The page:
HONG KONG (Reuters) - Hong Kong police have earned a total of HK$135 million ($17.3 million) in allowances during the past six months of anti-government protests, government figures show.
The meal and work-related allowances were on top of HK$950 million overtime pay that police have earned since the protests intensified in June, according to the figures released to city legislators on Friday.
The Chinese-ruled city has been convulsed by more than 900 often violent protests since June, the security bureau said earlier, as public opposition to a now-withdrawn extradition bill developed into demands for greater freedoms.
The protests have regularly featured ranks of riot police firing volleys of tear gas or baton-charging protesters, often in central business or tourist areas. Police in turn have been attacked with petrol bombs and other projectiles hurled by protesters, many of them masked.
In a written response to questions from pro-democracy lawmakers, the Civil Service Bureau said HK$50 million in meal allowances had been paid to front-line officers and back-end clerical staff who worked 12 hours or more within a day since the turmoil began.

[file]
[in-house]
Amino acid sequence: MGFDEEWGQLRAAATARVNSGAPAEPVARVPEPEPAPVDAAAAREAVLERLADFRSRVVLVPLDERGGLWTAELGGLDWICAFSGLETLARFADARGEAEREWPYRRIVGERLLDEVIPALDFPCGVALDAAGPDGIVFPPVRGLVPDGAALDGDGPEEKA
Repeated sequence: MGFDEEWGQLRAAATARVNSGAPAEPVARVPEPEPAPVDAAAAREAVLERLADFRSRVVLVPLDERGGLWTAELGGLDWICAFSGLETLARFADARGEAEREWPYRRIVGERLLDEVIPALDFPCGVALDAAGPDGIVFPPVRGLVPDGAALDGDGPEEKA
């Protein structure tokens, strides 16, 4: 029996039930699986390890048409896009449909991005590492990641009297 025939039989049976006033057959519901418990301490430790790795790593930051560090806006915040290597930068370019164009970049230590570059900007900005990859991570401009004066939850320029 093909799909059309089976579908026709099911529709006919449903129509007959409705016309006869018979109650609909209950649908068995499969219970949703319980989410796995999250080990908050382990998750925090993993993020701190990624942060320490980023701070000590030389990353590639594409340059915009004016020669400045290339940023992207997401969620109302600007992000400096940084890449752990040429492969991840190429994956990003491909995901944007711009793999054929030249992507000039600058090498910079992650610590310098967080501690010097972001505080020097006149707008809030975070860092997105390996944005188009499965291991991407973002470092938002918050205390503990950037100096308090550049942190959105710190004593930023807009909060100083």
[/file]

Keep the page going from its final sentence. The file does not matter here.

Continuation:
Another HK$85 million was paid out for work-related allowances, it said. The bureau did not give a breakdown but the allowances could include those paid to police who worked undercover or in plainclothes for 30 days.
Hong Kong police were not immediately available for comment when contacted by Reuters.
There have been widespread complaints from protesters of police misconduct and public satisfaction with a force once held in great respect by the public has fallen to the lowest on record, according to a poll by the Hong Kong Public Opinion Research Institute.
Police loosened guidelines on the use of force in September, giving officers greater power to deal with protesters in difficult situations.
Many protesters are now demanding an independent inquiry into their complaints of police brutality. But police have described their action as restrained with an appropriate use of force to combat illegal acts.
Reporting by Clare Jim ; Editing by Robert Birsel